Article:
Songs of Jamaica (1912)

School-Teacher Nell’s Lub-Letter

IF you promise to lub me alway,
I will foreber be true,
An’ you don’t mek me sorry[1] I de day
Dat I give myself to you.

How I ‘member de night when we meet,[2]
An’ chat fe de first time of lub!
I go home, an’ den neber could eat
None o’ de plateful o’ grub.

An’ de day it was empty to me,
Wakin’, but dreamin’ of you,
While de school it was dull as could be,
An’ me hate me wuk fe do.[3]

Oh, I knew of your lub long before
My school friends tell[4] me of it,
And I watch at you from de school door,
When you pass to de cockpit.[5]

Den I hear too dat you use’ fe talk,
Say,[6] if you caan’ ketch me dark night,
You would sure ketch me as me deh walk[7]
In a de[8] open moonlight.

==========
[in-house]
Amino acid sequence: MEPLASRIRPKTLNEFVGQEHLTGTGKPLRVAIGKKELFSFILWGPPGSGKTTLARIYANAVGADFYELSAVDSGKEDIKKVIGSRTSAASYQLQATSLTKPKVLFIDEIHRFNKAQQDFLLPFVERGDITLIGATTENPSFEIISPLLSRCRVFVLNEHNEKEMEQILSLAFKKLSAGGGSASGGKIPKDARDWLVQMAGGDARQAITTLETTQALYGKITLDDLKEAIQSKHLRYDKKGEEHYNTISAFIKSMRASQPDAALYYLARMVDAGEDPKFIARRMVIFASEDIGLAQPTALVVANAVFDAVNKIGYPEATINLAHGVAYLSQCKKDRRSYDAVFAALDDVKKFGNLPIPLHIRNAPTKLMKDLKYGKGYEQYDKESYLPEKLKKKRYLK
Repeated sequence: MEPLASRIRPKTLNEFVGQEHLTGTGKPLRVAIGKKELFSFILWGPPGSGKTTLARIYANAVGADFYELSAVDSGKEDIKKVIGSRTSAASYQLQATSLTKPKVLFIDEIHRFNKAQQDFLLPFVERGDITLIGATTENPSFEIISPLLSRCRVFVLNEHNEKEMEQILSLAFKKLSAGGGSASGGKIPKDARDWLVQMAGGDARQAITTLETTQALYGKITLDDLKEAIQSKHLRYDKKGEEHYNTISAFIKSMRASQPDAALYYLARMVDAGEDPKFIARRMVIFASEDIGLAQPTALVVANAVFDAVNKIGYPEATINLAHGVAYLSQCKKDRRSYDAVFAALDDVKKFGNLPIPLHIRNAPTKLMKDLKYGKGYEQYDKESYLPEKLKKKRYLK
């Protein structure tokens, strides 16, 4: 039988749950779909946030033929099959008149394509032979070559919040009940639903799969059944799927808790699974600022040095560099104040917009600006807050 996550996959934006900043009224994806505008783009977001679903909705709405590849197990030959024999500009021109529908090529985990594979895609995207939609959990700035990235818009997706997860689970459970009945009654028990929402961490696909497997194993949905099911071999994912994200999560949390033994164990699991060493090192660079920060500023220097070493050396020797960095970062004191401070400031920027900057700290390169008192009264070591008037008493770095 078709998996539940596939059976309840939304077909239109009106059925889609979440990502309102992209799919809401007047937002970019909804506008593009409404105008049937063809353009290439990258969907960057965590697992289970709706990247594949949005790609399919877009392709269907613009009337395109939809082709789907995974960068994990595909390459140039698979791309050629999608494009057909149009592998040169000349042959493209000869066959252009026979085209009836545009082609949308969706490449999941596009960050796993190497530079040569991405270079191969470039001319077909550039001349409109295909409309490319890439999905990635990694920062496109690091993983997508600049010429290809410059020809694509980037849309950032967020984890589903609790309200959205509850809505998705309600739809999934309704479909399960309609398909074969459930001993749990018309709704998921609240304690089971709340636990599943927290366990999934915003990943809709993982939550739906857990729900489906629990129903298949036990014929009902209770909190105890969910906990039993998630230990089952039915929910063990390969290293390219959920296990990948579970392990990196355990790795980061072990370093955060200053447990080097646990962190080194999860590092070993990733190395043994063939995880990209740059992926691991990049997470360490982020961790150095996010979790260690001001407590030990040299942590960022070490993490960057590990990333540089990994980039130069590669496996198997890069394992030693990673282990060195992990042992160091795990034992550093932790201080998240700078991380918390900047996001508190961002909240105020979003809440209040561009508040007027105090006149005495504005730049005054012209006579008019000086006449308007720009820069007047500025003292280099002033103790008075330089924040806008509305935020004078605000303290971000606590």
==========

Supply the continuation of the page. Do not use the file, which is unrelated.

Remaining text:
An’ you’ wud come to pass 4 very soon,
For scarcely a mont’ did gone
When de light of de star an’ de moon
Shine[9] bright as we kiss all alone.

I can neber remember de times
Ma scolded her little Nell;[10]
All day her tongue wuks like de chimes
Dat come from de old school-bell.

I have given up school-life fe you:
Sweetheart, my all[11] is your own ;
Den say you will ever be true,
An’ live fe you’ Nellie alone.

  1. Make me regret
  2. How well I remember the night we met
  3. I hated the doing of my work
  4. Told
  5. A natural depression in the ground, in the vicinity of the author's home, bears this name
  6. Used to (talk and) say
  7. You would be sure to catch me as I walked
  8. In the
  9. Shone
  10. I cannot count the number of scoldings I have had from mamma
  11. Whole self


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This work (Poems by Claude McKay by Claude McKay) is free of known copyright restrictions.